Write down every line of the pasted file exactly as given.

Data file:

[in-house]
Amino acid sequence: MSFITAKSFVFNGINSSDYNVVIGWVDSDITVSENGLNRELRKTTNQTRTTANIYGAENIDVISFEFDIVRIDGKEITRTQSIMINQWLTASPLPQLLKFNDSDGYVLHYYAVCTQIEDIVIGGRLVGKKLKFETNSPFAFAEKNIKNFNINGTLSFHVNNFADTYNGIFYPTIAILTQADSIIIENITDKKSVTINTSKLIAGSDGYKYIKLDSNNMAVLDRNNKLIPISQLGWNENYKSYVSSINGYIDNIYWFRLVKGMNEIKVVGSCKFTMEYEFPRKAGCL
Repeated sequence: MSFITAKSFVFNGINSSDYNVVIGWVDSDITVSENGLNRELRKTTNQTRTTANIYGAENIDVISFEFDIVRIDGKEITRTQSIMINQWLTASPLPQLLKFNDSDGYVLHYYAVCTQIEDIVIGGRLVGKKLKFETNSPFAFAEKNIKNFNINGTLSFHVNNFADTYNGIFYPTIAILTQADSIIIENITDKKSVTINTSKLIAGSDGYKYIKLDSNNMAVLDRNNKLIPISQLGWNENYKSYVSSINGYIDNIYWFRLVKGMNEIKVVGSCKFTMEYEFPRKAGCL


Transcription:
[in-house]
Amino acid sequence: MSFITAKSFVFNGINSSDYNVVIGWVDSDITVSENGLNRELRKTTNQTRTTANIYGAENIDVISFEFDIVRIDGKEITRTQSIMINQWLTASPLPQLLKFNDSDGYVLHYYAVCTQIEDIVIGGRLVGKKLKFETNSPFAFAEKNIKNFNINGTLSFHVNNFADTYNGIFYPTIAILTQADSIIIENITDKKSVTINTSKLIAGSDGYKYIKLDSNNMAVLDRNNKLIPISQLGWNENYKSYVSSINGYIDNIYWFRLVKGMNEIKVVGSCKFTMEYEFPRKAGCL
Repeated sequence: MSFITAKSFVFNGINSSDYNVVIGWVDSDITVSENGLNRELRKTTNQTRTTANIYGAENIDVISFEFDIVRIDGKEITRTQSIMINQWLTASPLPQLLKFNDSDGYVLHYYAVCTQIEDIVIGGRLVGKKLKFETNSPFAFAEKNIKNFNINGTLSFHVNNFADTYNGIFYPTIAILTQADSIIIENITDKKSVTINTSKLIAGSDGYKYIKLDSNNMAVLDRNNKLIPISQLGWNENYKSYVSSINGYIDNIYWFRLVKGMNEIKVVGSCKFTMEYEFPRKAGCL